MALAYSIA’s Islamic finance penetration rate has grown steadily over the years and looks on track to reach the central bank’s target of 40% share of total financing by the end of 2020, notwithstanding the disruptions from the Covid-19 pandemic.
Bank Negara Malaysia, in its Financial Sector Blueprint 2011-2020 released in December 2011, said it expected financing based on lslamic principles to account for 40% of total financing in 2020, from 29% in 2010.
The penetration rate — or Islamic financing, including that of development financial institutions (DFIs), as a percentage of the entire banking system’s loans/financing — stood at 39.9% as at June 30, according to preliminary data provided by Bank Negara in its Financial Stability Review (FSR) for the first half of 2020 (1H2020). It stood at 39.2% in 2H2019.
“We believe the industry will reach the target, seeing as the ratio is already estimated to have reached close to 40% as at end-June, including financing from DFIs. This is also underpinned by the fact that Islamic financing growth continues to outpace that of conventional loans,” Wong Yin Ching, RAM Ratings’ co-head of financial institution ratings, tells The Edge.
Nevertheless, the Islamic finance industry’s share of total banking assets (including that of DFIs), is slightly behind. It fell slightly to 33.3% in 1H2020, according to Bank Negara’s FSR estimate, from 33.5% in 2H2019.
According to Moody’s Investors Service, Malaysia remains the biggest Islamic finance market in Southeast Asia. Moody’s says the industry’s market share of total financing (excluding that of DFIs) in the country stood at 35.6% as at end-June compared with 34.9% in 2019 and 23.2% in 2013. (See chart.)
“The penetration of Islamic financing in Malaysia is high and still increasing. More importantly, the growing acceptance of Islamic financial products and services among the population will likely be sustainable, due to the strong regulatory framework in place and an expanding Islamic finance ecosystem that includes sukuk, takaful and syariah-compliant funds,” Tengfu Li, a Moody’s Investors Service analyst who tracks financial institution groups, tells The Edge.
He adds that, despite the Covid-19 pandemic, the penetration rate increased steadily over the first nine months of 2020, supported by domestic financial groups’ efforts to expand the sector and strong growth in household financing.
Industry observers say, apart from benefitting from a low-base effect, another reason for the faster-growth in Islamic finance over the years is that more banks have adopted an Islamic-first strategy - meaning, the bank will always offer the Islamic product first – for certain products.
There are currently 16 Islamic banks in Malaysia, of which five are foreign. One of the foreign banks, Al Rajhi Banking & Investment Corp (Malaysia) Bhd last week called off a planned merger with Malaysian Industrial Development Finance Bhd (MIDF). Its Saudi Arabia-based parent company said, given that no agreement had been reached, it decided to end the negotiations with MIDF. The two had been negotiating a merger since January 2019.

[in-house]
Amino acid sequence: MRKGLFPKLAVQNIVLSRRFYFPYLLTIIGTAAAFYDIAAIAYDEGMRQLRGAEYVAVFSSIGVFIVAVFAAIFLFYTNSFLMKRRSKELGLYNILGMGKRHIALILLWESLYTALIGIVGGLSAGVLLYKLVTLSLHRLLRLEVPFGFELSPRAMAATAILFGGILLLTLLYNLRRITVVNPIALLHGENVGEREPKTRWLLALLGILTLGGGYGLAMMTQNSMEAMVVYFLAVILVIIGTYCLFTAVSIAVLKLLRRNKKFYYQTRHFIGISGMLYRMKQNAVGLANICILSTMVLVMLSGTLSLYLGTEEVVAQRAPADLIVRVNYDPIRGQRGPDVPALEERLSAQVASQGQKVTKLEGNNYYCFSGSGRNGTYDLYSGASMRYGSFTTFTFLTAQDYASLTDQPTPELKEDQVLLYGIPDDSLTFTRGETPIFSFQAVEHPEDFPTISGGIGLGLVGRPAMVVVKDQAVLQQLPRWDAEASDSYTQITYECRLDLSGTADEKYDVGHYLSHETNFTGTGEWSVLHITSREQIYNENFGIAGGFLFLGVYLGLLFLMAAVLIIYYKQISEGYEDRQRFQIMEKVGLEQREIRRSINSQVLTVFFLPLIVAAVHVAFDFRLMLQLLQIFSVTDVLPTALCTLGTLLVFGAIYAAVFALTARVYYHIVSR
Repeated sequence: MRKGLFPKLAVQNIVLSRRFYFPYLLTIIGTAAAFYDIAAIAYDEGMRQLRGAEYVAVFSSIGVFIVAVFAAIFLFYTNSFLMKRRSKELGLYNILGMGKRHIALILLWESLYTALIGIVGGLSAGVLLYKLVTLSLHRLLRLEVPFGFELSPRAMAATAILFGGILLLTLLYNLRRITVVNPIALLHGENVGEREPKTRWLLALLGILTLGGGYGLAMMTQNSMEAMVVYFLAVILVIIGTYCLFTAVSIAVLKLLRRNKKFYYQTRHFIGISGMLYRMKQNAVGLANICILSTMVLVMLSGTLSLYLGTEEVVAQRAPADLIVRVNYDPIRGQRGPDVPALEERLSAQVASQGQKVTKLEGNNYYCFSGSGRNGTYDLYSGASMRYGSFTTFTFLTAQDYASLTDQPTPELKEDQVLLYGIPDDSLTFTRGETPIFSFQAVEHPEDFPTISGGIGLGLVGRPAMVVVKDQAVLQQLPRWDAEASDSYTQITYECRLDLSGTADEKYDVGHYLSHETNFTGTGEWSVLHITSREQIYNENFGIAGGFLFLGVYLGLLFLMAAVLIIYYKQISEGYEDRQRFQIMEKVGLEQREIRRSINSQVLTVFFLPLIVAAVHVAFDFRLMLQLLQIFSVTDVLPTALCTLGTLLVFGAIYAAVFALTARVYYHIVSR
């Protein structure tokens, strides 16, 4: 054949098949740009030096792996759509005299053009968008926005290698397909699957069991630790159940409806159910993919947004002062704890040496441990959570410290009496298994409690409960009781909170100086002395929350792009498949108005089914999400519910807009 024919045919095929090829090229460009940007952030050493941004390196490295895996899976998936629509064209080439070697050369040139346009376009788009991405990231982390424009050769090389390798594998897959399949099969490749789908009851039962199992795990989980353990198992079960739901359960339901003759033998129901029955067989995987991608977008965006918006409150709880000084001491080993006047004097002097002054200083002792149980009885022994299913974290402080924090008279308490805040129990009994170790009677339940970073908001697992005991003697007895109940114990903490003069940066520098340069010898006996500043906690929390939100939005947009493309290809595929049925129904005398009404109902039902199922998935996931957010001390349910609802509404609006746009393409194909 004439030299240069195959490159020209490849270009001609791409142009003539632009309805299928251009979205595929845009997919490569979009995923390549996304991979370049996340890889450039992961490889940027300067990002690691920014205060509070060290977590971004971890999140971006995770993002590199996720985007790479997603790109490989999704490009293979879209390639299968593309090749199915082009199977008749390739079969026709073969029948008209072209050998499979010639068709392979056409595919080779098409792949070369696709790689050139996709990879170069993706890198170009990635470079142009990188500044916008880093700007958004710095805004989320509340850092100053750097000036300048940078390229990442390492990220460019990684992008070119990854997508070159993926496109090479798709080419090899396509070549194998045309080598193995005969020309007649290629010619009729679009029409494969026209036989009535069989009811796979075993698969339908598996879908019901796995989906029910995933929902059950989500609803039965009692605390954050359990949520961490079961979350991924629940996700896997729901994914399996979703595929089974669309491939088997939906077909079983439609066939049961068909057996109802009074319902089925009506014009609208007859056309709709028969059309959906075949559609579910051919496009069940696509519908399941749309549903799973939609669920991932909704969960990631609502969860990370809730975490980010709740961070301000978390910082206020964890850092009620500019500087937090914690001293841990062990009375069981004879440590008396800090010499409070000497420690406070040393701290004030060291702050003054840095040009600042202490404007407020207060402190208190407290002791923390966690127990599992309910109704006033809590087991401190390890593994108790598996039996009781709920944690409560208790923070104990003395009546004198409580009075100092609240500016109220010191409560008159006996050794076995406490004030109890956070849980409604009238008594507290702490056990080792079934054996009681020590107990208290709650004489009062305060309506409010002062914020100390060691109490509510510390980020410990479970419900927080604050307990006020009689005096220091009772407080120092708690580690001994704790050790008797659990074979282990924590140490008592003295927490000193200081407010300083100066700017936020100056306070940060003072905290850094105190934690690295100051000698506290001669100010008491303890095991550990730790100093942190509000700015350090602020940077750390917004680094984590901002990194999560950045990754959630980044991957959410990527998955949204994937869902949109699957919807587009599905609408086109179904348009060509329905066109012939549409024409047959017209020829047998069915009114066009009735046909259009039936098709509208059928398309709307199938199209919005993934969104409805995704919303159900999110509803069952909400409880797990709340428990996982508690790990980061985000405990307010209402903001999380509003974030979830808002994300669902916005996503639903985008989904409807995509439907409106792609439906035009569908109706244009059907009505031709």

On a global scale, Moody’s notes that Saudi Arabia remains by far the largest Islamic banking market with a share of almost 79% of the country’s total financing as at end-June. Oman, however, is the fastest-growing with a market share of 15.6% compared with just 2.8% in 2013. Oman’s growth is commendable considering that Islamic banking law was only introduced in 2012.
Meanwhile, Moody’s shared last week that it expects global issuance of Islamic bonds, or sukuk, to decline by a modest 5% this year after four years of consecutive growth. It expects a sukuk issuance size of US$170 billion this year, down from US$179 billion in 2019. Still, Malaysia remains the world’s biggest sukuk market.
Moody’s expects a modest decline this year because of a lower issuance of corporate sukuk in Southeast Asia in 1H2020, given the coronavirus pandemic. In Malaysia, for instance, the large increase in government sukuk during the period did not quite fully offset the weakness on the private issuance side.
Moody’s says it sees long-term growth potential for Islamic finance, as both the Islamic banking and sukuk markets remain underrepresented in the global financial system. It sees Africa, Turkey and Bangladesh as being among the most promising new markets for sukuk issuances, going forward.
One key area within the sukuk market that is expected to gain ground is green sukuk, given the growing focus on environment, social and governance issues in the Gulf Cooperation Council and Asia-Pacific countries. Green sukuk issuance last year was small, at only around US$4.5 billion.
Interestingly, Malaysia is far behind Indonesia when it comes to green and social sukuk issuances.
“The main driver for Indonesia’s large volume of green sukuk issuance is that the Indonesian government has been opportunistic in leveraging the rising global interest in sustainable investment. In addition to its dollar-denominated international green sukuks, it has expanded its offerings to encompass rupiah-denominated domestic retail green sukuk,” observes Christian de Guzman, Moody’s senior vice-president of sovereign risk group.
“By contrast, the Malaysian government has not yet tapped into similar offerings; rather, it has let the private sector take the initiative in issuing green sukuk, although volumes remain limited,” he adds.